Want To Keep Your Adult Friendships For Life? Be More Intentional With Your Communication.

For so many of us, life can get in the way of a lot of good things, especially friendships. Between moving to a new city, getting a new job, and starting a family, there are many factors that make staying in touch with our besties a real challenge. But that's no reason to let those platonic partnerships become secondary in our lives. Who do we turn to when we need to vent? Who's there to catch us in heartbreak? Who's there to cheer us on and support us as we pass milestones, be they weddings, childbirths, birthdays, or loss? Our friends.

How many friends should one have as an adult? The answer, of course, varies from person to person. An introvert may be content with a very small number of kindred spirits, while an extrovert might genuinely need a wider circle. Vox asked the question and, based on psychological input, came up with three to five close friends. The number might seem small, but this is because friendships take time and continuous investments. It's one thing to be intentional about a partner, but the unwritten guidebook of adulthood can be a lot more murky when it comes to maintaining friendships. So as we think about the significance – and arguably need – for friendship, here's how to keep your friends for life (and it has everything to do with communication).

Communicate through action

Ever heard of the phrase actions speak louder than words? That may be the defining mantra when it comes being intentional with our communication. We can tell a friend we care about them constantly, but do we actually show up in their lives? When they reach out to make plans, do we respond? Are we willing to experience an inconvenience to help them if they need it? It seems straightforward that we'd want to be there for our friends, but a disconnect between what we say and do refers to what Psychology Today calls the "true goal of people's behavior" as opposed to their spoken goal. Allowing it to become repeat thing is likely to cause your friendships to dwindle over time.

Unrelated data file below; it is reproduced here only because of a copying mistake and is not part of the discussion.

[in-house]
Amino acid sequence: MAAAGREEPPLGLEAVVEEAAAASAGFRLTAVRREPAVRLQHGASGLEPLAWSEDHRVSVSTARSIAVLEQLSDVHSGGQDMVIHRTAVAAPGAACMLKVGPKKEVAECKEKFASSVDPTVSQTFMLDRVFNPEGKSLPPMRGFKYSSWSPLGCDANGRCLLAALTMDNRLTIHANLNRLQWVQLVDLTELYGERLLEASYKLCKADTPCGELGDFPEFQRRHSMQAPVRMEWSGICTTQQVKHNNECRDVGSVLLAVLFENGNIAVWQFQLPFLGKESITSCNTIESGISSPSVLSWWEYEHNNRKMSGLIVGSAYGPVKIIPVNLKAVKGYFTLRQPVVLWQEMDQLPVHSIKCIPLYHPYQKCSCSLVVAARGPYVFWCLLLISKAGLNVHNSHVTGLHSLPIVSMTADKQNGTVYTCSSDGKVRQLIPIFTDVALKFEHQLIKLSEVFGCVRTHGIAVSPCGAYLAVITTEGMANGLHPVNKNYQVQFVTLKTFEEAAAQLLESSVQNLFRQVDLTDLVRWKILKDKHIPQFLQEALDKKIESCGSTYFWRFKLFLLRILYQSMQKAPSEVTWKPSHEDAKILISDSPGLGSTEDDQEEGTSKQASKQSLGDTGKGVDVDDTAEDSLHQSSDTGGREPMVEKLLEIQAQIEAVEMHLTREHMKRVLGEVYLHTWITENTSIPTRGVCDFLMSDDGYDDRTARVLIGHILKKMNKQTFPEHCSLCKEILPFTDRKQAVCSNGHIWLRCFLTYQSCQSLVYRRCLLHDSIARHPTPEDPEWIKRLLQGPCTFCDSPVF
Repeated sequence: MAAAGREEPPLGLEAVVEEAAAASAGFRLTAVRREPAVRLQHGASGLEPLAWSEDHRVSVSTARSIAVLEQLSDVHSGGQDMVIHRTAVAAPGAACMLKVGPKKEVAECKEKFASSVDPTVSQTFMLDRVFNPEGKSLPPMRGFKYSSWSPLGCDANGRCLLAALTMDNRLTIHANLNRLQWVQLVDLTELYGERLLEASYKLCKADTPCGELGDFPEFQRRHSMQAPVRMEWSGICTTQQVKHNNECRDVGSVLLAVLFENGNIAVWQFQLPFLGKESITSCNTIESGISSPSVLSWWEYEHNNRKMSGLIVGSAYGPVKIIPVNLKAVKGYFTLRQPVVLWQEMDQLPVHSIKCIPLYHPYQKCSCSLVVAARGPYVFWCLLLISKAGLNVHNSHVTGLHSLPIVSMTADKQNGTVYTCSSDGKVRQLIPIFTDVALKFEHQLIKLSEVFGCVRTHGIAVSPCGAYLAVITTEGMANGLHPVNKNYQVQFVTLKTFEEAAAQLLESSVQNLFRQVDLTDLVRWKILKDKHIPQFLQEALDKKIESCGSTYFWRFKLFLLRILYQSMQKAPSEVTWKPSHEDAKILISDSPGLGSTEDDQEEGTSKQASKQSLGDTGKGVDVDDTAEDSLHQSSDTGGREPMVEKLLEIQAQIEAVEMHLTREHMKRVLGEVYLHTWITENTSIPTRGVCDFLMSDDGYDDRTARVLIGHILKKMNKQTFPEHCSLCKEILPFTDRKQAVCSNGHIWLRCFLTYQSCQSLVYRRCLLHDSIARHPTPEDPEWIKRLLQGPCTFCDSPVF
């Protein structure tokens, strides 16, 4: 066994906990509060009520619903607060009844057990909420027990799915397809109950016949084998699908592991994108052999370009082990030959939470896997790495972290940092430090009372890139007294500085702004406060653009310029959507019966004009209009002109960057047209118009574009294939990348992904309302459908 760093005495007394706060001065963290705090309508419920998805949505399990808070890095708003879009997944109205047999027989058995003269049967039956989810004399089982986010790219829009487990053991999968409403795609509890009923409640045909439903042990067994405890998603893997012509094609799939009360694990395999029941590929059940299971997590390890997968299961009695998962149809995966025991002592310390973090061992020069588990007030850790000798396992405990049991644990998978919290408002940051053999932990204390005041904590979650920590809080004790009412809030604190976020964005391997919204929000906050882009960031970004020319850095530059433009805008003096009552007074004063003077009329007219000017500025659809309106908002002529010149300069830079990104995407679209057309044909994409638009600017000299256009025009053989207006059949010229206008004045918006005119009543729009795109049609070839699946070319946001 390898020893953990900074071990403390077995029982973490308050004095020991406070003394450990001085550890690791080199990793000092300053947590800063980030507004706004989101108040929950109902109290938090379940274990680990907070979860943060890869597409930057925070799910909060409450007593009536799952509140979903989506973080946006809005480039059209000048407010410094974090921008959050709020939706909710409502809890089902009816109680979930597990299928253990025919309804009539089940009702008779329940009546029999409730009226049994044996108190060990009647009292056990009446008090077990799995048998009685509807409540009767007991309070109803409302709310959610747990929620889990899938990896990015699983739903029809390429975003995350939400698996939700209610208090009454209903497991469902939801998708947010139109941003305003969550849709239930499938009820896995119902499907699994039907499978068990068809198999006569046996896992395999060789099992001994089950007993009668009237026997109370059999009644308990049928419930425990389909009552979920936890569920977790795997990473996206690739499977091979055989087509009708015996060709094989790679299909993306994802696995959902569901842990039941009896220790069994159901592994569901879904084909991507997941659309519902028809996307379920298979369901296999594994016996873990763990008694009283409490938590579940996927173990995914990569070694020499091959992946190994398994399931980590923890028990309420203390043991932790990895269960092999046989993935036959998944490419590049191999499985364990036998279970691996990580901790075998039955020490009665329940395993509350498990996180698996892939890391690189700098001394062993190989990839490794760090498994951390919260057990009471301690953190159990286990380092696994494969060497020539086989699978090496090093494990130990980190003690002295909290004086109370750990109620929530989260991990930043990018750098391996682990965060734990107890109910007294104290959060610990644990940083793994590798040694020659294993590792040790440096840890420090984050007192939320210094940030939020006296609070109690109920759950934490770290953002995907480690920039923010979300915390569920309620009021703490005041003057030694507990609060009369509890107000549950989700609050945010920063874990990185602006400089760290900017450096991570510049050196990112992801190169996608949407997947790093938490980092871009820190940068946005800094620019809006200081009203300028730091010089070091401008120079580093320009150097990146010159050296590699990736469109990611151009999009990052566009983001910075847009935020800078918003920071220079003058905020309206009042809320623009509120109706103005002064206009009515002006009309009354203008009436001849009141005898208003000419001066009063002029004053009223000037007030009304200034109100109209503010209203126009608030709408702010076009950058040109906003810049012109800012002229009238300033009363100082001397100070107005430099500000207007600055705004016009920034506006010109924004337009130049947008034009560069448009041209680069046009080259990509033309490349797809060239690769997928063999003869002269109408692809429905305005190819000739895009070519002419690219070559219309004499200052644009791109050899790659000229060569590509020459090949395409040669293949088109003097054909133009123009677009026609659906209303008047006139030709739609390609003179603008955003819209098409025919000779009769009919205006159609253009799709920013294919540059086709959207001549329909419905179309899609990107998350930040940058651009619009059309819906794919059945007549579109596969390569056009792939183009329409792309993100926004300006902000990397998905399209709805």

Meaning what you say and following through on it is essential to any friendship, no matter how old you are or far away you live from each other. Friendships are a two-way street that require effort, and sometimes, it takes one person making the first move to show they care. Instead of waiting for your friend to check in on you, try taking initiative and be the one to check in on them first. The simple gesture shows you're actively invested in their well-being and care to be an active presence in their lives.

Be adaptable with modes of communication

The unfortunate reality of growing up is that many of our friends will move, making it inevitable that in-person contact becomes less frequent. But that's no excuse to let communication fall to the wayside. We're living in an age with so much technology that makes it possible to maintain closeness despite physical distance. In fact, one study published by the Journal of Cyberpsychology found that people who maintained contact with friends over video chat were more likely to feel a stronger connection to each other than those who communicated over text or email only. 

Of course, while tech can be a great help, be mindful that every friendship is dynamic and unique, and not everyone is going to be down for the same communication style. To keep you and your friends' bonds strong, pay attention to what works for you. Does the friendship feel nourished by fewer, longer phone calls? Or does the friendship require briefer, more frequent calls? Each relationship is dynamic and unique and what works for one friend might not work for another. Is FaceTime an experience that recharges both of you? Or is it awkward and laborious? Texting and meme swapping, as silly as it seems, can be a delightful way of reaching out frequently without the intense pressure of a timely call. For those who are busy, using the voice memo tool on a smart phone can be wonderful, more personal way to connect without the pressure of a full-on phone call. 

Make memories together

While conversations are great, perhaps the most vital part of keeping a friendship strong and healthy throughout a lifetime is to put in the effort of doing memorable things together. When we're lucky enough to live near our closest friends, this is much easier. Something as simple as getting a meal together can be enough to create a rich setting worth remembering. But for our friends who live further away, this can be tricky. How many of us have ever replied to an Instagram story declaring, "Let's hang out soon!" only to never follow through?